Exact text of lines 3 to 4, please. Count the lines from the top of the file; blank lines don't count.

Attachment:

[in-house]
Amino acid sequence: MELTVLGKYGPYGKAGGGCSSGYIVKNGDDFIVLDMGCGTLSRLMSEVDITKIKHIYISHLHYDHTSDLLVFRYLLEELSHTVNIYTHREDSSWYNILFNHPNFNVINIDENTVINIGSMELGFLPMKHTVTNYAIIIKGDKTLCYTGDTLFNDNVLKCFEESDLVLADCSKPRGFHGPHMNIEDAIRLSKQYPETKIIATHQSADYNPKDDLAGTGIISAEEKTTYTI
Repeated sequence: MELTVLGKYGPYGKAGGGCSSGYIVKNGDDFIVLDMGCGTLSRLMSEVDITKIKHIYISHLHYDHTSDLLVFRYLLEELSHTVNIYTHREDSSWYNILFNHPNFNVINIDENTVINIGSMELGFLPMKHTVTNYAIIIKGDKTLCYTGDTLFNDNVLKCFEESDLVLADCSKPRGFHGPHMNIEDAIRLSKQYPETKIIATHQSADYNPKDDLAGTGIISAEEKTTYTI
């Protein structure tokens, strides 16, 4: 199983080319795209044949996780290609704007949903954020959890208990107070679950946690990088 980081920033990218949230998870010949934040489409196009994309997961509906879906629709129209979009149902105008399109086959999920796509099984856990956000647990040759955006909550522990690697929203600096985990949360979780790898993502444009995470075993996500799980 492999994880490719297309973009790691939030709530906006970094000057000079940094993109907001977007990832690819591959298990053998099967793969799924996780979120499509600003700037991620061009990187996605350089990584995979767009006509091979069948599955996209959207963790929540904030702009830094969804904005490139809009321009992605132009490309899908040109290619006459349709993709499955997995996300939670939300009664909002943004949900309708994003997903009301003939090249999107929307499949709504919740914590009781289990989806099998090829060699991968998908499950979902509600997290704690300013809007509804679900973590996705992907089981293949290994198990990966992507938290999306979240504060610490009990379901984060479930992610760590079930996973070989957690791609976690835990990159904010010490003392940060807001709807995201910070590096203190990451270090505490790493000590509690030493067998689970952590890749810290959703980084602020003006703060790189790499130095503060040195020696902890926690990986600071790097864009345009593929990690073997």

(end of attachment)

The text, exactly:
Repeated sequence: MELTVLGKYGPYGKAGGGCSSGYIVKNGDDFIVLDMGCGTLSRLMSEVDITKIKHIYISHLHYDHTSDLLVFRYLLEELSHTVNIYTHREDSSWYNILFNHPNFNVINIDENTVINIGSMELGFLPMKHTVTNYAIIIKGDKTLCYTGDTLFNDNVLKCFEESDLVLADCSKPRGFHGPHMNIEDAIRLSKQYPETKIIATHQSADYNPKDDLAGTGIISAEEKTTYTI
């Protein structure tokens, strides 16, 4: 199983080319795209044949996780290609704007949903954020959890208990107070679950946690990088 980081920033990218949230998870010949934040489409196009994309997961509906879906629709129209979009149902105008399109086959999920796509099984856990956000647990040759955006909550522990690697929203600096985990949360979780790898993502444009995470075993996500799980 492999994880490719297309973009790691939030709530906006970094000057000079940094993109907001977007990832690819591959298990053998099967793969799924996780979120499509600003700037991620061009990187996605350089990584995979767009006509091979069948599955996209959207963790929540904030702009830094969804904005490139809009321009992605132009490309899908040109290619006459349709993709499955997995996300939670939300009664909002943004949900309708994003997903009301003939090249999107929307499949709504919740914590009781289990989806099998090829060699991968998908499950979902509600997290704690300013809007509804679900973590996705992907089981293949290994198990990966992507938290999306979240504060610490009990379901984060479930992610760590079930996973070989957690791609976690835990990159904010010490003392940060807001709807995201910070590096203190990451270090505490790493000590509690030493067998689970952590890749810290959703980084602020003006703060790189790499130095503060040195020696902890926690990986600071790097864009345009593929990690073997």